bladder retraining

bladder retraining

Etymology: AS, blaedre + L, trahere, to draw
a system of therapy for urinary incontinence in which a patient practices withholding urine while maintaining a normal intake of fluid. The interval between urination is increased from about 1 hour to 3 to 4 hours over a period of 10 days. The patient also learns to recognize and react to the urge to urinate.

bladder retraining

The use of behavioural therapy to manage an overactive bladder, which basically consists of not urinating for 10 or 15 minutes, to re-accustom the bladder to holding larger volumes.
References in periodicals archive ?
6) If the patient's symptoms are certain, minimal evaluation is needed and it is reasonable to proceed with first-line therapy, which includes fluid management (decreasing caffeine intake and limiting evening fluid intake), bladder retraining drills such as timed voiding, and improving pelvic floor muscles with the use of biofeedback and functional electrical stimulation.
6) However, because most patients will likely respond to initial constipation management and bladder retraining, we recommend conservative therapy for three months before considering uroflowmetry or more invasive tests.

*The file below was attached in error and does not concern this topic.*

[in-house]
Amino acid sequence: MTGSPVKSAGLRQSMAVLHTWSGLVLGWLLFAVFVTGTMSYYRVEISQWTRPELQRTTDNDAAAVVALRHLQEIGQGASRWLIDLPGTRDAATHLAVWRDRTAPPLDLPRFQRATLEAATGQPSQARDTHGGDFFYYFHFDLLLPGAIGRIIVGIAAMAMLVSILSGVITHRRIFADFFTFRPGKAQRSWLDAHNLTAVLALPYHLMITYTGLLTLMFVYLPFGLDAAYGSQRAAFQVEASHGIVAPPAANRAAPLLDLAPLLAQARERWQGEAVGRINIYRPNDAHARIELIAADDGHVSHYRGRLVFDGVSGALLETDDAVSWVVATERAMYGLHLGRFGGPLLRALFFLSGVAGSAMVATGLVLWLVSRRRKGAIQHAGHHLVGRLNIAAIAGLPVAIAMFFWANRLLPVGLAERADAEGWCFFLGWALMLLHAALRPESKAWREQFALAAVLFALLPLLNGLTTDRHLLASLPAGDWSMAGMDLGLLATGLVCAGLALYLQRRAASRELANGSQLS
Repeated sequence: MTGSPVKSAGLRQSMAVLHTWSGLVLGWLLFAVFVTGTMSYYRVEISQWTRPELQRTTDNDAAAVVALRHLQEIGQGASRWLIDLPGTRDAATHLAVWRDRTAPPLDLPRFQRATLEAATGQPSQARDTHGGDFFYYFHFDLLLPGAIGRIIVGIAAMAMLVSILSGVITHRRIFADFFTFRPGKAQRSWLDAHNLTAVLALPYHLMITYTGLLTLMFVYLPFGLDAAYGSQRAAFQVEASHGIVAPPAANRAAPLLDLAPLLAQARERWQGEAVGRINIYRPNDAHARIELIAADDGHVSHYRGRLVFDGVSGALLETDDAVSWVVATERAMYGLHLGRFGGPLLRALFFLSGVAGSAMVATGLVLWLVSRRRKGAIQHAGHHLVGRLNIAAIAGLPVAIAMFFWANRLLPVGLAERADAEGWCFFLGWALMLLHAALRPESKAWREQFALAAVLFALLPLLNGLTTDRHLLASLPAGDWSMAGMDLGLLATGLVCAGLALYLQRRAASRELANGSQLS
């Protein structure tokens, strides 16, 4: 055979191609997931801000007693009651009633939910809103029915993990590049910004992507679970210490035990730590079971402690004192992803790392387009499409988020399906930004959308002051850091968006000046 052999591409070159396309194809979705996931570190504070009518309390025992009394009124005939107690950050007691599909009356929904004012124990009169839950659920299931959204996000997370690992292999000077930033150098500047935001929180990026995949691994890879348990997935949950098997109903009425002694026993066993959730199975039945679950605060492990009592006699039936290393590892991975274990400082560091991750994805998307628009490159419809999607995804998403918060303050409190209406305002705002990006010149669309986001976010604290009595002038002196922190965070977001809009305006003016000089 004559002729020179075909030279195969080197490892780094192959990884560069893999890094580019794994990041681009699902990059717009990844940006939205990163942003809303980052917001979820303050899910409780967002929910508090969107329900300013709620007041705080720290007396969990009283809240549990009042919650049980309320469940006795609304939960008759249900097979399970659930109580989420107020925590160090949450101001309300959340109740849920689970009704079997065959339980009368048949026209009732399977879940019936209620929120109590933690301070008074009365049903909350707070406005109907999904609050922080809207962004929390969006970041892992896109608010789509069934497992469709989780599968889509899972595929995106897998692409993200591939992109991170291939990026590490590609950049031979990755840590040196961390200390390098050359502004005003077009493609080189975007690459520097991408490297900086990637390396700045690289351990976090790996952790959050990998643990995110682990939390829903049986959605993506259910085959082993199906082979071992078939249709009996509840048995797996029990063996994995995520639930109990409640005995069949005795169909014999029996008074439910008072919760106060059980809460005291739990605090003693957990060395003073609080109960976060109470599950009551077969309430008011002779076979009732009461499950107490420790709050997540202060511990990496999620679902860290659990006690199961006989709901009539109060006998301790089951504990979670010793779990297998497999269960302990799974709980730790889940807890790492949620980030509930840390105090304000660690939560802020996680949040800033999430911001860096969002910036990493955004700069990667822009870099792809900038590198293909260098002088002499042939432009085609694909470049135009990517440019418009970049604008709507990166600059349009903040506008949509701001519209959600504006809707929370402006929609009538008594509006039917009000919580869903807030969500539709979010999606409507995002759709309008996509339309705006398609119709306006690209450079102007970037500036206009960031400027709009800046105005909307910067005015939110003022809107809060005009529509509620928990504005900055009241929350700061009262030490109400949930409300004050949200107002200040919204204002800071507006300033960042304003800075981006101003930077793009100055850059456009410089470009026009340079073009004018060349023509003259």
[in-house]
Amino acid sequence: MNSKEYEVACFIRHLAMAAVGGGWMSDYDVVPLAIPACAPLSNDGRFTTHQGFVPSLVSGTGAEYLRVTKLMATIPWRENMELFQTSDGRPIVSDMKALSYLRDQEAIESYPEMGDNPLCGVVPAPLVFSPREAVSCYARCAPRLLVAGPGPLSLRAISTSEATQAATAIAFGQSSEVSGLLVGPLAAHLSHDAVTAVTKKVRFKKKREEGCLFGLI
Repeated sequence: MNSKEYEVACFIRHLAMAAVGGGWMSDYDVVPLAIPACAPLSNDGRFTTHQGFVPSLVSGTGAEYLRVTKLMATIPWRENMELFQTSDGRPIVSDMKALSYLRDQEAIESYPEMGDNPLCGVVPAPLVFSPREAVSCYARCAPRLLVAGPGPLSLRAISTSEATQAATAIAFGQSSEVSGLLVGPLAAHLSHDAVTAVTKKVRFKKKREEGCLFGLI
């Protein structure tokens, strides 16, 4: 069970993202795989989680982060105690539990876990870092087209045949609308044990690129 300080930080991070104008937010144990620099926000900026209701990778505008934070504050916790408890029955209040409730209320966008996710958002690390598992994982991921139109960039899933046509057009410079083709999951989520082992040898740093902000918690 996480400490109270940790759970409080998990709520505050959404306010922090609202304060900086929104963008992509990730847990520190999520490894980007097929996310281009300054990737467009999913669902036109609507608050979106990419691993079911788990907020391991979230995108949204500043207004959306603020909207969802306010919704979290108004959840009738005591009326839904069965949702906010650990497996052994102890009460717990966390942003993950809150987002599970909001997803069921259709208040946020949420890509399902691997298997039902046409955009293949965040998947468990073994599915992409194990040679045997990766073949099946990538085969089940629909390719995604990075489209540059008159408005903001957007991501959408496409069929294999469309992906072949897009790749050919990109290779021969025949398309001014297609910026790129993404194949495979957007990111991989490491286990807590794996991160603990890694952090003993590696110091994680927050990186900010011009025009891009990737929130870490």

Your doctor may recommend bladder retraining, in which you learn to resist the urge to urinate and then urinate at set times.
Your GP can assess whether you have incontinence, decide which type you have, give general advice on controlling symptoms, provide information on pelvic floor exercises and bladder retraining, and give treatment with prescribed medicines.
If skilled nursing facility staff members believe that bladder disorders are a normal part of aging, they may be less likely to vigorously pursue a non-pharmacological UI treatment program, such as scheduled voiding or bladder retraining.
For irritable bladder, there's bladder retraining and muscle relaxant drugs.
However, it is recommended treatment for urge incontinence begin with six weeks of bladder retraining before moving on to drug therapy.
Behavioural interventions including urge suppression strategies, delayed voiding and bladder retraining are widely recognised in managing UUI.
Bladder retraining NEXT time you feel the urge to urinate hold on for five minutes more.
We can also advise on pelvic floor, muscle reeducation and bladder retraining, as sometimes all it takes is a little re-education.
Moreover, it can be treated in a variety of ways that include exercises, biofeedback, bladder retraining, medication and, in some cases, surgery.